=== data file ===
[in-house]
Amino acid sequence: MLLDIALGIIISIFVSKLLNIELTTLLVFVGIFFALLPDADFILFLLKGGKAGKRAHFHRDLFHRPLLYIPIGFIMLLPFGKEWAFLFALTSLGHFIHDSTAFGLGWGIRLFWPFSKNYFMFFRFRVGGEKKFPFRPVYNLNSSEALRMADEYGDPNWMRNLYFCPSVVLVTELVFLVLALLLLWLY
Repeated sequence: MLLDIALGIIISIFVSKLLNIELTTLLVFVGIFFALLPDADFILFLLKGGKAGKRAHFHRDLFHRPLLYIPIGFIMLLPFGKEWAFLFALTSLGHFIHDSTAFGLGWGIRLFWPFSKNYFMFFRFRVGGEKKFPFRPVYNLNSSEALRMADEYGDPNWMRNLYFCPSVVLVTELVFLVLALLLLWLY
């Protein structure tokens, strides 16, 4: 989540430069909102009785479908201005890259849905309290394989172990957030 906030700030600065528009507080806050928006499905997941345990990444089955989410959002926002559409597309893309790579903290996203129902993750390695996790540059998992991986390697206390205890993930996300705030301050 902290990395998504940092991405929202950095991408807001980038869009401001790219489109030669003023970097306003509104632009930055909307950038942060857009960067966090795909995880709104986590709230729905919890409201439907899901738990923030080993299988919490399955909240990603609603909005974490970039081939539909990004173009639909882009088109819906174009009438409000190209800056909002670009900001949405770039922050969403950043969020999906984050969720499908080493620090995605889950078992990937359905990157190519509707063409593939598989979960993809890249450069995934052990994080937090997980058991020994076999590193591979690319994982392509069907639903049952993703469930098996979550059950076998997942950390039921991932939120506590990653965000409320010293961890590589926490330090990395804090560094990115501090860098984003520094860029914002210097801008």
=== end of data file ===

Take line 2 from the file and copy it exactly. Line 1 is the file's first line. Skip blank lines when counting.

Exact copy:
Amino acid sequence: MLLDIALGIIISIFVSKLLNIELTTLLVFVGIFFALLPDADFILFLLKGGKAGKRAHFHRDLFHRPLLYIPIGFIMLLPFGKEWAFLFALTSLGHFIHDSTAFGLGWGIRLFWPFSKNYFMFFRFRVGGEKKFPFRPVYNLNSSEALRMADEYGDPNWMRNLYFCPSVVLVTELVFLVLALLLLWLY